Creating Anyway

Free Association, MRI series, Tourmaline ., 2020

While 2020 has been an eye opener for me with health concerns, my off beat health is nothing new. Just in the past 6 or 7 years, from infected tonsils that led to me getting sick every time I ate or drank for more than a year, then an adult tonsillectomy and terrible recovery. To what I was told was b12 deficiency but turned out to be my first MS attack. To now going through another MS attack and finally being diagnosed. And truly those things don’t cover the full scope.

But I tell you this to talk about my creative process throughout, because it’s had to change a bit. And maybe from my experience you can gather some tidbits for your own creative process.

Toy photography, the research of, and other art mediums are my driving passions. Having an idea or motivation and not having the energy, or being in too much pain to create drives me crazy.

And sometimes I just have to accept that a new piece isn’t going to get started that day. To accept the bad days and not beat myself up for not being art productive is something I’ve had to learn and come to terms with.

There are ways that I’ve found that help drive me or at least make me feel more on task.

1. Set daily or weekly goals

The pain I felt in October of this year brought me to the ER, then to a neurology appointment where I got a prescription that helped a good bit. That being said, I was still tired and in pain, just a lesser amount. But I had already committed to the Halloween challenge, and I keep my word.

So I set a goal, a photo everyday I possibly could. Go to my day job, come home, relax, eat dinner, start making an image at 9pm, so that I could finish and post to the nightly instagram hashtag by 11pm, then go to bed. Hopefully I had a photo idea before this time but that certainly wasn’t always the case. This method was a mixed bag and sometimes I resorted to posting old images instead, but some of the new images I got I’m super happy with.

➜Find a way to hold yourself accountable to your goals but allow some wiggle room. We all deserve days off.

2. Keep an art journal

Think of an idea, write it down! Keep a little notebook with you (or your phone notes will do), wherever you are, and keep track of any of the little thoughts that come your way.

Sometimes this still feels like creating because it can be a very important part of the creation process.

➜Even if you don’t make the thing right away, you can return to, or get more inspiration from it later down the line.

3. Take advantage of your good days

Not everyone is going to relate to my health stuff, but that doesn’t mean you don’t have off days, busy days, or any number of other things.

➜Take those days in stride. Have a plan for the days you do have time, the days you feel on top of the world. Make all the things you can, feel up to, have time for, those days.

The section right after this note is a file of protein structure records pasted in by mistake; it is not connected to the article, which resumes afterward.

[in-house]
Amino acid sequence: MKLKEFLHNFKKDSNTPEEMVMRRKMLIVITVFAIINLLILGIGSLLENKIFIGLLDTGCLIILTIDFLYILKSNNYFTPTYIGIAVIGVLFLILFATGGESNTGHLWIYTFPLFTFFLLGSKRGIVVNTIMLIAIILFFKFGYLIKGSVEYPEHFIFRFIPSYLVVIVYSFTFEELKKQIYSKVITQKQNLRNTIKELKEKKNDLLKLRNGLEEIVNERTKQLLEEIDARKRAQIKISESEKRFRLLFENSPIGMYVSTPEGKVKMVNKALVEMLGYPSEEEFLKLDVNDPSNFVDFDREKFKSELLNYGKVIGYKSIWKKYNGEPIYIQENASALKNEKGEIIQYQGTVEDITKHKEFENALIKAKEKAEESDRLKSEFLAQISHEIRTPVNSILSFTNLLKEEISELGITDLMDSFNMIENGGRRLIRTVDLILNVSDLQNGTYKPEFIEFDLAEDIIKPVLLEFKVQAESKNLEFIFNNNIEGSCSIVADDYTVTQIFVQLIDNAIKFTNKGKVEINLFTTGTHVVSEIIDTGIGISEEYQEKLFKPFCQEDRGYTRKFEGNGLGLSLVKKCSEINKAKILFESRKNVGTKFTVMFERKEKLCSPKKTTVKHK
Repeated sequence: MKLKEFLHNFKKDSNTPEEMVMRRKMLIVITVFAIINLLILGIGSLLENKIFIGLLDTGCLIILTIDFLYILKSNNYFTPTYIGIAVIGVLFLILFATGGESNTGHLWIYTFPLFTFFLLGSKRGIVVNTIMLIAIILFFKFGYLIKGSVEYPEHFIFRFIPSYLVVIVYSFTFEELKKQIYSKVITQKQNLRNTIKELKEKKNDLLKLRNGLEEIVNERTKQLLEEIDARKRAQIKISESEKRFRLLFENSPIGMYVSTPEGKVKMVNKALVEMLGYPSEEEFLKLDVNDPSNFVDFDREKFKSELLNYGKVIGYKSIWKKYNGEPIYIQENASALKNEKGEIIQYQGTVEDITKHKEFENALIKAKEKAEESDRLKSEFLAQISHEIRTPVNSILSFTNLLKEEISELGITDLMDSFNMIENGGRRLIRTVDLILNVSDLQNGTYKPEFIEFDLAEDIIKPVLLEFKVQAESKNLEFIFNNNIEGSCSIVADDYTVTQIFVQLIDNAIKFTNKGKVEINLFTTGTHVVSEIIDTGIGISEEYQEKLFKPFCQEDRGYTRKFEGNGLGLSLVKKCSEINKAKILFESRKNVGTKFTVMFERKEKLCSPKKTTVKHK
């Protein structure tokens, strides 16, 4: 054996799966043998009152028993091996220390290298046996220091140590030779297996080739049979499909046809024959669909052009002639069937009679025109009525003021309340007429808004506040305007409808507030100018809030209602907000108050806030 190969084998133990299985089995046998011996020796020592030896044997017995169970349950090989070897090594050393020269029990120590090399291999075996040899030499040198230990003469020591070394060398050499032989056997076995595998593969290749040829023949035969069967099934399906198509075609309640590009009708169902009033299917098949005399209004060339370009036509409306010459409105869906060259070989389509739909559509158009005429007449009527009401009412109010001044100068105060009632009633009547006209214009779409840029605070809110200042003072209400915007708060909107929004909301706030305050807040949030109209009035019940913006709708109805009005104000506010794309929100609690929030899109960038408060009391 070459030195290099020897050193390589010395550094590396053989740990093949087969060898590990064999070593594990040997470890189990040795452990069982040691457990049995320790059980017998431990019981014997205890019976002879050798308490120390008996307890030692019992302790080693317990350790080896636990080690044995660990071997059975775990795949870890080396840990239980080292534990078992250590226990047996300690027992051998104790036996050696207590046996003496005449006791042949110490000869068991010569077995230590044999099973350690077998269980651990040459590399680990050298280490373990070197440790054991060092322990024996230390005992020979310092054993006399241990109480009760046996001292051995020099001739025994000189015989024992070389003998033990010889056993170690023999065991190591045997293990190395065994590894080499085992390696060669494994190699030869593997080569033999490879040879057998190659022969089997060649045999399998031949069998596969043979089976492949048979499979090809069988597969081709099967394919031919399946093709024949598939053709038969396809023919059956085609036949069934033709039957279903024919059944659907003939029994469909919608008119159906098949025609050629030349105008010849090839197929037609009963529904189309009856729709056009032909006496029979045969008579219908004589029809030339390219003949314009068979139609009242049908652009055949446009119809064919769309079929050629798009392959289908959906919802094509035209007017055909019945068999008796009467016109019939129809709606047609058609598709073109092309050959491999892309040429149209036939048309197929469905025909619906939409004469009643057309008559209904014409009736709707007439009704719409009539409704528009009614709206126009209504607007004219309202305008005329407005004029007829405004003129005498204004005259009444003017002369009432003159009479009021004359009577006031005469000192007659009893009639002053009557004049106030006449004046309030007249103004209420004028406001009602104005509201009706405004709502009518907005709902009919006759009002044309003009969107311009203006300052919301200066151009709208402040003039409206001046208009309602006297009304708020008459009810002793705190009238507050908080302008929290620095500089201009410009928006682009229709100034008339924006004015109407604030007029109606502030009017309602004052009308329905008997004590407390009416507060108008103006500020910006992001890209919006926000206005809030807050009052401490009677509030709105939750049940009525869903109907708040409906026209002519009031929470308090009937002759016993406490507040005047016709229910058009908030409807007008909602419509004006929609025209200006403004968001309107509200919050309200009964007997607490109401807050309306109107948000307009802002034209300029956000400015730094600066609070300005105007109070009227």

Loch Ness Monster Sighting, 2020

4. Hold onto your work

Nothing says you have to post everything all at once. You don’t even need to listen to all the instagram rules. Just post to the internet when you want to.

➜Over stressing yourself with post deadlines isn’t always helpful. Know yourself and the difference between what motivates you and what stresses you out.

Sometimes its good to let pieces sit before posting online. You may see something you didn’t notice before, something you love or hate.

➜This is a chance to be critical of your own work so that you can continue to improve.

5. Make something else

➜Can’t get the drive, find the time, etc? It can help to just start with something more low-key, whatever you consider that to be. Doodle, dance, wiggle your shoulders a bit, splash paint on a canvas, finger paint on printer paper, journal, write a story. Whatever gets your creative juices flowing.

At the height of my current MS attack, moving made me dizzy and nauseous. Doing dishes even gave me an awful migraine. So I sat still. If my head allowed it maybe I’d just be swiping through tiktoks but maybe just maybe I’d be typing an art idea in a phone note or on the best days, I’d slowly move in my art space, setting up a scene and just accept the first photo I got. This led to a chunk of phone shots, fully edited on my phone (not to say that’s not an acceptable practice, just not my normal practice) that I was at least content enough with. And honestly, sometimes that’s enough.

I hadn’t been writing long form blog posts at all through the whole of October and November and almost all of December. I just couldn’t focus on reading, researching, writing. So in my 5 day Christmas weekend I took advantage of the time and motivation I had and got a chunk scheduled. There’s more I’m excited about and have ordered some books to aid in the research but in the back of my head I’m thinking “when those books arrive, will I have the capacity to finish researching and writing those posts?” And I tell myself it’s fully possible I won’t, but that ability to focus on those things will return and no one but me is holding me to getting them posted timely.

Overall, do whatever your head, body, time and capacity allow. Sometimes that will amount to just okay work, but other times maybe it’ll amount to something you’re stunningly happy with.

You will always certainly be your worst critic.

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